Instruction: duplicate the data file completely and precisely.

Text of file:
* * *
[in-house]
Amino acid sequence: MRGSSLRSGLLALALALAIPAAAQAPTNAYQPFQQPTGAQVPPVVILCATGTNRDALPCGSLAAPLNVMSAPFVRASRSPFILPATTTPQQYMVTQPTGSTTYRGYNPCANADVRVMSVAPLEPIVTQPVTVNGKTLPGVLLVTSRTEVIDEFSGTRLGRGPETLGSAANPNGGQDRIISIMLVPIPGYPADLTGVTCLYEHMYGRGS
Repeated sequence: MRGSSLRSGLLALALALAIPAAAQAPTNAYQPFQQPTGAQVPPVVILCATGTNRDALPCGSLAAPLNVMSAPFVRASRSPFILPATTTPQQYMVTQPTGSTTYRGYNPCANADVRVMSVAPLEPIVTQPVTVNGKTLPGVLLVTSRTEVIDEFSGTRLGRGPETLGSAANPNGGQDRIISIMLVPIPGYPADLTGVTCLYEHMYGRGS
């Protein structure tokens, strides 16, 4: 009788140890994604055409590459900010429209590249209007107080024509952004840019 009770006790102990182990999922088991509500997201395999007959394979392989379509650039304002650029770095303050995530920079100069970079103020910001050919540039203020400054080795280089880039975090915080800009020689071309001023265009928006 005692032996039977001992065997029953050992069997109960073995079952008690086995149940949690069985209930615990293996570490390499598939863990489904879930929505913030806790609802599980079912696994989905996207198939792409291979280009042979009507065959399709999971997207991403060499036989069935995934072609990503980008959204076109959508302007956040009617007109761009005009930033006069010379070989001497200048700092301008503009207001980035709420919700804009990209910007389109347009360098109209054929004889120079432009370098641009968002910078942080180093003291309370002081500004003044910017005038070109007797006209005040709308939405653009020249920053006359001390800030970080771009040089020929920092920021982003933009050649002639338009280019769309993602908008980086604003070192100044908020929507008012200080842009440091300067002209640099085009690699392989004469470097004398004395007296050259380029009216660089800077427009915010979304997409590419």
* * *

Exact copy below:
[in-house]
Amino acid sequence: MRGSSLRSGLLALALALAIPAAAQAPTNAYQPFQQPTGAQVPPVVILCATGTNRDALPCGSLAAPLNVMSAPFVRASRSPFILPATTTPQQYMVTQPTGSTTYRGYNPCANADVRVMSVAPLEPIVTQPVTVNGKTLPGVLLVTSRTEVIDEFSGTRLGRGPETLGSAANPNGGQDRIISIMLVPIPGYPADLTGVTCLYEHMYGRGS
Repeated sequence: MRGSSLRSGLLALALALAIPAAAQAPTNAYQPFQQPTGAQVPPVVILCATGTNRDALPCGSLAAPLNVMSAPFVRASRSPFILPATTTPQQYMVTQPTGSTTYRGYNPCANADVRVMSVAPLEPIVTQPVTVNGKTLPGVLLVTSRTEVIDEFSGTRLGRGPETLGSAANPNGGQDRIISIMLVPIPGYPADLTGVTCLYEHMYGRGS
């Protein structure tokens, strides 16, 4: 009788140890994604055409590459900010429209590249209007107080024509952004840019 009770006790102990182990999922088991509500997201395999007959394979392989379509650039304002650029770095303050995530920079100069970079103020910001050919540039203020400054080795280089880039975090915080800009020689071309001023265009928006 005692032996039977001992065997029953050992069997109960073995079952008690086995149940949690069985209930615990293996570490390499598939863990489904879930929505913030806790609802599980079912696994989905996207198939792409291979280009042979009507065959399709999971997207991403060499036989069935995934072609990503980008959204076109959508302007956040009617007109761009005009930033006069010379070989001497200048700092301008503009207001980035709420919700804009990209910007389109347009360098109209054929004889120079432009370098641009968002910078942080180093003291309370002081500004003044910017005038070109007797006209005040709308939405653009020249920053006359001390800030970080771009040089020929920092920021982003933009050649002639338009280019769309993602908008980086604003070192100044908020929507008012200080842009440091300067002209640099085009690699392989004469470097004398004395007296050259380029009216660089800077427009915010979304997409590419």